- Luke 10, 4-6: Hospitality. Contrary to the other missionaries, the disciples of Jesus – men and women – cannot take anything with them, neither purse, nor sandals. They can and should only take peace. That means that they have to trust in the hospitality of the people. Because the disciple who goes without anything, taking only peace, shows that he/she trusts the people. The disciple thinks that he/she will be received, and the people feel respected and confirmed. Through this practice the disciple criticizes the laws of exclusion and recovers the ancient value of hospitality. Greet no one on the road, probably means, that no time should be lost in things which do not belong to the mission.
- Luke 10, 7: Sharing. The disciples should not go from house to house, but should remain in the same house. That is, they should live together with the people in a stable way, participate in their life and in the work of the people of the place and live from what they receive in exchange, because the labourer deserves his wages. This means that they have to trust in sharing. Thus, through this new practice, they recover an ancient tradition of the people, they criticize the culture of accumulation which distinguished the politics of the Roman Empire and announced a new model of living together.
- Luke 10, 8: Communion around the same table. The disciples should eat what the people offer them. They cannot live separated, eating their own food. That means that they should accept the communion and cannot be separated, eating their own food. This means that they have to accept to sit around the table with the others. In this contact with the others, they should not fear to loose the legal purity. Acting in this way, they criticize the laws of purity which were in force and they announce a new access to purity, to the intimacy with God..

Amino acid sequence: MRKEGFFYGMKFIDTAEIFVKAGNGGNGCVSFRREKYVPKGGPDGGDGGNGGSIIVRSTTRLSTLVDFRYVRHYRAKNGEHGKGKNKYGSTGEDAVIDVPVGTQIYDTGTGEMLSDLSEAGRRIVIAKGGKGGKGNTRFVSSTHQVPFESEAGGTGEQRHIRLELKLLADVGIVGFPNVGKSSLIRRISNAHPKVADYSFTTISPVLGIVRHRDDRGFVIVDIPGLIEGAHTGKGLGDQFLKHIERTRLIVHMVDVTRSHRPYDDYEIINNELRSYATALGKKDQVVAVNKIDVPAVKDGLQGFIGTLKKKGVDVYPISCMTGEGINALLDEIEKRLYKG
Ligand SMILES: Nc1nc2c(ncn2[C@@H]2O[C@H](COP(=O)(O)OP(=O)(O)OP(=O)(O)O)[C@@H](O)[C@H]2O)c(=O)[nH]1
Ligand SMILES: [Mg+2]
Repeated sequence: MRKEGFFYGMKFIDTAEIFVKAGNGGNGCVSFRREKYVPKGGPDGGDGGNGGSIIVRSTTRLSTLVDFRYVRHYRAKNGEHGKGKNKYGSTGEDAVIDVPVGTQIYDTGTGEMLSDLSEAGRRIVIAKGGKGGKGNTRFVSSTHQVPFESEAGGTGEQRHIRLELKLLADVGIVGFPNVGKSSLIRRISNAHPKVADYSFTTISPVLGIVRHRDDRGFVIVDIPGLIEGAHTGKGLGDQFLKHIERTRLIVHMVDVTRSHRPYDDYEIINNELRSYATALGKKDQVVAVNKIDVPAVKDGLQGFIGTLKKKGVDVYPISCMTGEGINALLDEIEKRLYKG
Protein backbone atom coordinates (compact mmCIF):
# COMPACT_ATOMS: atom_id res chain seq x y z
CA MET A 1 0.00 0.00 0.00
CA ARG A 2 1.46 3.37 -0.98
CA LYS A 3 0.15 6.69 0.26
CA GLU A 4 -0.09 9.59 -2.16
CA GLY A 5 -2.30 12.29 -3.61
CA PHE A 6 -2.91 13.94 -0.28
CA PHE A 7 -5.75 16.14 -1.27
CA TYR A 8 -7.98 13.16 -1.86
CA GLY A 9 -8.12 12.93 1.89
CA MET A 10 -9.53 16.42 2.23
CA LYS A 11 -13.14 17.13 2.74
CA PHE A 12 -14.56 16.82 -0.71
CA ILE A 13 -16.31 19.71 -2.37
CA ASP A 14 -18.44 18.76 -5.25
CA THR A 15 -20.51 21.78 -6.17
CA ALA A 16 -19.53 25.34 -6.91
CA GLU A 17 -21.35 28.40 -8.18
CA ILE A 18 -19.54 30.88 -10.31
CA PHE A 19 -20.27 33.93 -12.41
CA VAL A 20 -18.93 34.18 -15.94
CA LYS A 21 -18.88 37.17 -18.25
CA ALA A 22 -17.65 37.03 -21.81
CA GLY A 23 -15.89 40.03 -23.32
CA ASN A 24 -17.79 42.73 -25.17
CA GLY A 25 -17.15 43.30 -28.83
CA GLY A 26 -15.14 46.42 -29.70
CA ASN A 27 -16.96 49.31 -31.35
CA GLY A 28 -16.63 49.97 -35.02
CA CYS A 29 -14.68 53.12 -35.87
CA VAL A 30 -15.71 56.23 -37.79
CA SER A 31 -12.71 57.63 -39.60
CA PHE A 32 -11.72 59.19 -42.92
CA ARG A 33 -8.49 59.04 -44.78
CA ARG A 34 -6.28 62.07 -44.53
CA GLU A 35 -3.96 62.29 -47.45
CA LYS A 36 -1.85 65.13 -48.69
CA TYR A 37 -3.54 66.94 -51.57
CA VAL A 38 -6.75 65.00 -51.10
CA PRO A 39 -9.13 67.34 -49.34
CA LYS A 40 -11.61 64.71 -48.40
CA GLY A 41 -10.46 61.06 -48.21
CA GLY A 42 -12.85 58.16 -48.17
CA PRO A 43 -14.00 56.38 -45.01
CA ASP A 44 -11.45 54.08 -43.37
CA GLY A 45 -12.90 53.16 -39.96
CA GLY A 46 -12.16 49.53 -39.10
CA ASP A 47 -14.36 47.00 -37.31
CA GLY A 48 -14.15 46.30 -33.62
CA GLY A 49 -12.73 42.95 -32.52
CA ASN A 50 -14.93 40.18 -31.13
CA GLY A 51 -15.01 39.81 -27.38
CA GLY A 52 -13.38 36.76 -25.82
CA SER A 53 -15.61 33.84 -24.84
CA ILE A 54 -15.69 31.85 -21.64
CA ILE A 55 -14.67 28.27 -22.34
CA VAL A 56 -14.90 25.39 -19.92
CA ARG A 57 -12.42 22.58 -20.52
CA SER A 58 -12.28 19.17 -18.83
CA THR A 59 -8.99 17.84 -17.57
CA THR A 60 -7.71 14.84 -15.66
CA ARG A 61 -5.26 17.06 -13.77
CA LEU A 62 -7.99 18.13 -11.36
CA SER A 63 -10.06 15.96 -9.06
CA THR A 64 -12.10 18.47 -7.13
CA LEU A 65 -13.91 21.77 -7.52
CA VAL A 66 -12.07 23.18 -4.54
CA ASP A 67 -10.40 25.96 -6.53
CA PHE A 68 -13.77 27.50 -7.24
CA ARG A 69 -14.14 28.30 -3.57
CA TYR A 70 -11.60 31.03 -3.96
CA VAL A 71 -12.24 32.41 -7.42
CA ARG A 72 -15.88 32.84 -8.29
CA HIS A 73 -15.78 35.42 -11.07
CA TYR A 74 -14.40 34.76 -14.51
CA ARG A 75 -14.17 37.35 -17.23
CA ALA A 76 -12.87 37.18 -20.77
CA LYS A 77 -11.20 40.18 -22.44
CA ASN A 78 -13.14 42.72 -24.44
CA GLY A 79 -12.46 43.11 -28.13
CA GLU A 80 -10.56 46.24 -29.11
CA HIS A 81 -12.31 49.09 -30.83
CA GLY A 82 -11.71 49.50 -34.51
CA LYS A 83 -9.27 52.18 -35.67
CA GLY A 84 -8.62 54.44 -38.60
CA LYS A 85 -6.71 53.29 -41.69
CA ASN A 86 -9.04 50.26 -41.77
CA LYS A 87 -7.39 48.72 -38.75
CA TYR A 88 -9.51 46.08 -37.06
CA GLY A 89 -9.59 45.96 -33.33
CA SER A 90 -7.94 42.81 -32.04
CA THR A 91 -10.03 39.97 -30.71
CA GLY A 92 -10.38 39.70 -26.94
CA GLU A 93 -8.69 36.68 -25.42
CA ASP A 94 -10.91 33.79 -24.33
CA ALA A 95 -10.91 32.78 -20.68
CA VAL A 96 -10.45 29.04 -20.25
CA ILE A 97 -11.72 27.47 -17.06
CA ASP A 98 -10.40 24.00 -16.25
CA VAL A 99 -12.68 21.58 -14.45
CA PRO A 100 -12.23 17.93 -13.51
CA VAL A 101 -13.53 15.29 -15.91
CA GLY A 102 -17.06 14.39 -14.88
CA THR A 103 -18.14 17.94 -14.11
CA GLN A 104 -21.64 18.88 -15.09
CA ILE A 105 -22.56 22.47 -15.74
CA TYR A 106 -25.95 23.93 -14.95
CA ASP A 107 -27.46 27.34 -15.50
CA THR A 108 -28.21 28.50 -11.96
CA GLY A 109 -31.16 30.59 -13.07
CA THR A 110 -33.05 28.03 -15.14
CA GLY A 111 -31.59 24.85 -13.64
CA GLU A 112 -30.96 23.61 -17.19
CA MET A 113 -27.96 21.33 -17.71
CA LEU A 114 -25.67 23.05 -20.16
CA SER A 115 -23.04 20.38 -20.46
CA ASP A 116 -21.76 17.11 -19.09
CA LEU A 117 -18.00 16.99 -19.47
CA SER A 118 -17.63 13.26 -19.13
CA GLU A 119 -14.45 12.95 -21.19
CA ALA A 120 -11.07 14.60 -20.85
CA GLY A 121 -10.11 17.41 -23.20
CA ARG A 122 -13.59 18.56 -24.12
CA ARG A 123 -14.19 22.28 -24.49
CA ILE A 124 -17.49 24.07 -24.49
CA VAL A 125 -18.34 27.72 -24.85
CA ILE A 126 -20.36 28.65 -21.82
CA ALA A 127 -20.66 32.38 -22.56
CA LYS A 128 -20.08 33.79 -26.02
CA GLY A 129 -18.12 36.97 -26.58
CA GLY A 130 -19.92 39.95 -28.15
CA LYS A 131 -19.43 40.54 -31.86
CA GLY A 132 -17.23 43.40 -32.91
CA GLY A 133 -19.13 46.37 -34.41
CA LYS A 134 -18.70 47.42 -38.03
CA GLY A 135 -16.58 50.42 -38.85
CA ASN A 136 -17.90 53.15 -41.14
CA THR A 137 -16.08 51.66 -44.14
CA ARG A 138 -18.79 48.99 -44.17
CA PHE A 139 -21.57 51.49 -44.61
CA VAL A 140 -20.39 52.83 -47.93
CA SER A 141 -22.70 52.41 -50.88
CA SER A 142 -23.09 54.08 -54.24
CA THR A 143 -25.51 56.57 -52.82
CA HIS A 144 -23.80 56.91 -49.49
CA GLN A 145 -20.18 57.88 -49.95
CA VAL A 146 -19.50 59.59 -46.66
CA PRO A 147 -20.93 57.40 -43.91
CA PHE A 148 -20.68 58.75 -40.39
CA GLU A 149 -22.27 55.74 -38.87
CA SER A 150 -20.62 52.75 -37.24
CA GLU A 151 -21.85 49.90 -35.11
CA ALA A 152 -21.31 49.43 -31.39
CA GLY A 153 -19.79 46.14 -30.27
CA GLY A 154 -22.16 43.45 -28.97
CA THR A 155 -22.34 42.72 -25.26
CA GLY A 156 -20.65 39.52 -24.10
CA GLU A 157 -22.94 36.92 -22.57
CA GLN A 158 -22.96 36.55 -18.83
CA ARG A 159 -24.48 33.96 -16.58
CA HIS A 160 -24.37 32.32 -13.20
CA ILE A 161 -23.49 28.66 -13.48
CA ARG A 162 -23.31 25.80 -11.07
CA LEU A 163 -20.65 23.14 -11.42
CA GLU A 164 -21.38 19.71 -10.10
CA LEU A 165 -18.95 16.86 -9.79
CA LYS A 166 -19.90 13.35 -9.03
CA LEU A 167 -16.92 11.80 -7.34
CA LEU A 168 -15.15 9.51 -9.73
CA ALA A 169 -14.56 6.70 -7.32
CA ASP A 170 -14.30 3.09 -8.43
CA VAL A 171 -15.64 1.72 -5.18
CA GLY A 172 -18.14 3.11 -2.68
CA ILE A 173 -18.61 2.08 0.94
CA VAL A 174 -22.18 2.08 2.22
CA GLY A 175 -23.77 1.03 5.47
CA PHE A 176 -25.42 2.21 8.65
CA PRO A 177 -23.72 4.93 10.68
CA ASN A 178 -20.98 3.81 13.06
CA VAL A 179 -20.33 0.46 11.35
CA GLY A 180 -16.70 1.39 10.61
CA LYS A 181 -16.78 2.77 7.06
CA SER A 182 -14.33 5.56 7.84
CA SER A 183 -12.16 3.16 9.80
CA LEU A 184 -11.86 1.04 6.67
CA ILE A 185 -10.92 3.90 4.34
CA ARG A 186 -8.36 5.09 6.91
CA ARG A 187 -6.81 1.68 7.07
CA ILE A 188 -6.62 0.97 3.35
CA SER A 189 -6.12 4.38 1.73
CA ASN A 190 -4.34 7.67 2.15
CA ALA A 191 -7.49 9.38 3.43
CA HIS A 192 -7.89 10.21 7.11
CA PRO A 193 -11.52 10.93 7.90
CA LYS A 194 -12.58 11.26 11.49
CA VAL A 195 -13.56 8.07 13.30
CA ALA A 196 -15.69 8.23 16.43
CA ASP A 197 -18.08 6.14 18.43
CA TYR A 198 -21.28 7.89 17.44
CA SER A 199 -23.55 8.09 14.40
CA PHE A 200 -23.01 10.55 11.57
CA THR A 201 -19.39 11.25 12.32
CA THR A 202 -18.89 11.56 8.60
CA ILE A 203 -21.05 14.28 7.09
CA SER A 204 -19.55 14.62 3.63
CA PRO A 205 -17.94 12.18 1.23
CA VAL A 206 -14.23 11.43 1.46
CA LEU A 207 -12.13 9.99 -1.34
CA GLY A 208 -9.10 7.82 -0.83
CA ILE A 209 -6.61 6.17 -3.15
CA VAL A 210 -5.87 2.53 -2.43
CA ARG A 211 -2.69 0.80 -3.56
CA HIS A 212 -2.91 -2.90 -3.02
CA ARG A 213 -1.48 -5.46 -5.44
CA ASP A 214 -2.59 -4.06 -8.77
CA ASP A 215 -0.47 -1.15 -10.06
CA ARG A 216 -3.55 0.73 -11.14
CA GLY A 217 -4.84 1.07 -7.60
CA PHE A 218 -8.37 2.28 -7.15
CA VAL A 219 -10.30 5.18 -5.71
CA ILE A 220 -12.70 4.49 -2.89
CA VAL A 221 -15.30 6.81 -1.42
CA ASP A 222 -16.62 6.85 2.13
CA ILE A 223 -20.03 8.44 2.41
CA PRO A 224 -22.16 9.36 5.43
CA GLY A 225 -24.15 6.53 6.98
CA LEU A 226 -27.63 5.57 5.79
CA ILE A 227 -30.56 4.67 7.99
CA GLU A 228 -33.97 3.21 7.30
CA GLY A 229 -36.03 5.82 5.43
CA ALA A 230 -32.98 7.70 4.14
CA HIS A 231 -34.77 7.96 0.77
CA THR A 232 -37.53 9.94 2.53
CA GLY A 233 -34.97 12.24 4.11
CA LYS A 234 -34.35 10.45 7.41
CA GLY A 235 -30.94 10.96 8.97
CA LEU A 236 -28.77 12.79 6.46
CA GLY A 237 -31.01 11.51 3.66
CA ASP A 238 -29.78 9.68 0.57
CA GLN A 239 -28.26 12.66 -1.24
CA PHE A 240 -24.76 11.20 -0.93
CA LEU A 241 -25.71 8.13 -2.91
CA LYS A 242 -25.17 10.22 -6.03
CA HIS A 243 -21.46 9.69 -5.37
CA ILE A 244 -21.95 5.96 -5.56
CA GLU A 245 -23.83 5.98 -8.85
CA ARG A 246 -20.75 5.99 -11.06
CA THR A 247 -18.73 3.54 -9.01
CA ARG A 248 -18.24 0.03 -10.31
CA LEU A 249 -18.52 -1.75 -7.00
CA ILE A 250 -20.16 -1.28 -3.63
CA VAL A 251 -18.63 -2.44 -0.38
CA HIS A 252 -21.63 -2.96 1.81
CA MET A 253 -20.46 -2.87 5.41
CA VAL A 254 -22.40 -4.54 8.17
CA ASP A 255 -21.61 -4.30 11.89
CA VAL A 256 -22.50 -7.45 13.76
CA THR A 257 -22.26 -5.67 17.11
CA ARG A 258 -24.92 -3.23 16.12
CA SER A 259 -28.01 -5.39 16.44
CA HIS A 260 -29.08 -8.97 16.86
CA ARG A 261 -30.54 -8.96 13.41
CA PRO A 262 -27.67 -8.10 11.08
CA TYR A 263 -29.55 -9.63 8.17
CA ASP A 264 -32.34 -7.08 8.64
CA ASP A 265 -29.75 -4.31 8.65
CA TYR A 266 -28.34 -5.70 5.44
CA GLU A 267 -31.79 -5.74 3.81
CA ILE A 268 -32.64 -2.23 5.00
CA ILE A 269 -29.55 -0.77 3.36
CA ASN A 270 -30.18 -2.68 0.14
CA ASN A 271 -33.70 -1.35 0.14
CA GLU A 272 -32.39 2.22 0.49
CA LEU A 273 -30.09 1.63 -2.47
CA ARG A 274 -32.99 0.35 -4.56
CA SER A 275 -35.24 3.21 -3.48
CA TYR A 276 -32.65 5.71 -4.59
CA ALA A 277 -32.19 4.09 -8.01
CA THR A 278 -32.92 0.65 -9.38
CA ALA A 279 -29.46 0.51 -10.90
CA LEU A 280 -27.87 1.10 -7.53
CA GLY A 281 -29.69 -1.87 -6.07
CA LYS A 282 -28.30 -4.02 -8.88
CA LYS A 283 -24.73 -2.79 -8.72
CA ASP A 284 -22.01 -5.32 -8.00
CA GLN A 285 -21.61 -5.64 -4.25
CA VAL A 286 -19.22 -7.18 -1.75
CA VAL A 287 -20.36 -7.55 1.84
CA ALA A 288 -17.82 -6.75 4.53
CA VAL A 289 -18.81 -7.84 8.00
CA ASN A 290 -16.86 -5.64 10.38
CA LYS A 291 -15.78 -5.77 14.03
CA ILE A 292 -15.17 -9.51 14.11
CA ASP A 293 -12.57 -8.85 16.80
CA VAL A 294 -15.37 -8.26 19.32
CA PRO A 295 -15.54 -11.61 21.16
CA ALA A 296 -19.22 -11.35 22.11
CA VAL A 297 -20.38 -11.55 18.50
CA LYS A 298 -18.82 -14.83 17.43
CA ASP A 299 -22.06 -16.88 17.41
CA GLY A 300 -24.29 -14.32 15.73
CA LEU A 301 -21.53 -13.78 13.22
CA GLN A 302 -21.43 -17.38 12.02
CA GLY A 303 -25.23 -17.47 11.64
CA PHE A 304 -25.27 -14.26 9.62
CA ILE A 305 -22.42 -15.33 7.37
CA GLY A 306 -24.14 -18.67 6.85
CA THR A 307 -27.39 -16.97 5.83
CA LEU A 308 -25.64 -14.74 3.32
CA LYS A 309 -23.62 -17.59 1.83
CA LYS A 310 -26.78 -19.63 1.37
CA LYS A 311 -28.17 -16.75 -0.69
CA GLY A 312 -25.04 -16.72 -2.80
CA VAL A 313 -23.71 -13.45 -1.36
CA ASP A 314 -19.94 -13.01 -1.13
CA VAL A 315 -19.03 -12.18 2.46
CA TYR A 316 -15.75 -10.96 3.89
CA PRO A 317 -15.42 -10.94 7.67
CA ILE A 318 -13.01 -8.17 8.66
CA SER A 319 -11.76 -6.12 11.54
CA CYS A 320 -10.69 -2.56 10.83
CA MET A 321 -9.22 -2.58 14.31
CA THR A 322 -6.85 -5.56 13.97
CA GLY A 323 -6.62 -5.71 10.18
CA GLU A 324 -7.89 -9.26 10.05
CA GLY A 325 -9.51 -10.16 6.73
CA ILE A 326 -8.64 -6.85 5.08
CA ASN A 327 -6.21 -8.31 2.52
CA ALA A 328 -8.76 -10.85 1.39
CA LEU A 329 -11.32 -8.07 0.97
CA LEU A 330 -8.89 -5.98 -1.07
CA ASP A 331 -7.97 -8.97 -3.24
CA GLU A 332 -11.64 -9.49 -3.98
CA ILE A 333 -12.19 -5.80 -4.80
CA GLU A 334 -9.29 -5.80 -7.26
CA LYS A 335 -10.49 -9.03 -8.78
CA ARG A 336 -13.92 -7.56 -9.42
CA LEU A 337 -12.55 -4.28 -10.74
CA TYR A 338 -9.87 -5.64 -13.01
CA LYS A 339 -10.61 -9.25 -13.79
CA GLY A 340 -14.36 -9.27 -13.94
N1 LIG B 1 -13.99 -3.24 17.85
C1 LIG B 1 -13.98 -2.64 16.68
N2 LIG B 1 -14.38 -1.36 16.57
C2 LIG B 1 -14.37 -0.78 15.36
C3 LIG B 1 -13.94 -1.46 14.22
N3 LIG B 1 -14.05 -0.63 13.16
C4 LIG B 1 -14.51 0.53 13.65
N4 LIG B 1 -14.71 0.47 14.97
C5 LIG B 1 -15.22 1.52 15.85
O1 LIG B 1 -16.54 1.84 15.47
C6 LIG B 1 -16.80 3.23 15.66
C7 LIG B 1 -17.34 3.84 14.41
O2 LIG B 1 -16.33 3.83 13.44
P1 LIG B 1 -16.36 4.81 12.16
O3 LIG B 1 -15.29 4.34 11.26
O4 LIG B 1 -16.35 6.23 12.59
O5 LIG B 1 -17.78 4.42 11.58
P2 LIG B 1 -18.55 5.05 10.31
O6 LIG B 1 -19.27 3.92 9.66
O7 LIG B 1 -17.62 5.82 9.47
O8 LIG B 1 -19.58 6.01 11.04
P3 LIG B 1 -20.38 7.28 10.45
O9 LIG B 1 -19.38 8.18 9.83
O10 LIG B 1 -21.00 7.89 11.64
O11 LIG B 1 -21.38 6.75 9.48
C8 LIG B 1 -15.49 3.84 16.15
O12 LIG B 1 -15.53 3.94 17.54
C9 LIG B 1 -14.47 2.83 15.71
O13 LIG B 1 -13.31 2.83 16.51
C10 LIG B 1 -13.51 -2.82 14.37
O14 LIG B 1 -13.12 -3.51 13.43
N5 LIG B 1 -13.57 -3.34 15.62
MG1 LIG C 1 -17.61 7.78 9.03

- Luke 10, 9a: The Acceptance of the excluded. The disciples should cure those who are sick, cure the lepers and cast out the devils (Mt 10, 8). This means that in the community they should accept those who are excluded. This practice of solidarity criticizes society which excludes and indicates concrete solutions.
• Luke 10, 9b: The coming of the Kingdom. If all these requirements are respected, the disciples can and should cry out in the four directions: The Kingdom is here! Because the Kingdom is a new way of living and of living together with others, according to the Good News which Jesus has come to reveal to us: God is Father and because of this we are all brothers and sisters. In the first place, to educate for the Kingdom is to teach a new way of living and of living together with others, a new way of acting and of thinking.
4) Personal questions
• Why are all these different attitudes recommended by Jesus signs of the coming of the Kingdom of God?
• How can we practice today what Jesus asks: “do not take with you any purse”, do not move from house to house”, “do not greet anyone on the road”, announce the Kingdom?
5) Concluding Prayer
The Law of Yahweh is perfect,
refreshment to the soul;
the decree of Yahweh is trustworthy,
wisdom for the simple. (Ps 19,7)
Lectio Divina: Luke 7:1-10
Lectio: Luke 7:11-17
Lectio Divina: Luke 7:31-35

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As Carmelites We live our life of allegiance to Jesus Christ and to serve Him faithfully with a pure heart and a clear conscience through a commitment to seek the face of the living God (the contemplative dimension of life), through prayer, through fraternity, and through service (diakonia). These three fundamental elements of the charism are not distinct and unrelated values, but closely interwoven. 

All of these we live under the protection, inspiration and guidance of Mary, Our Lady of Mount Carmel, whom we honor as "our Mother and sister."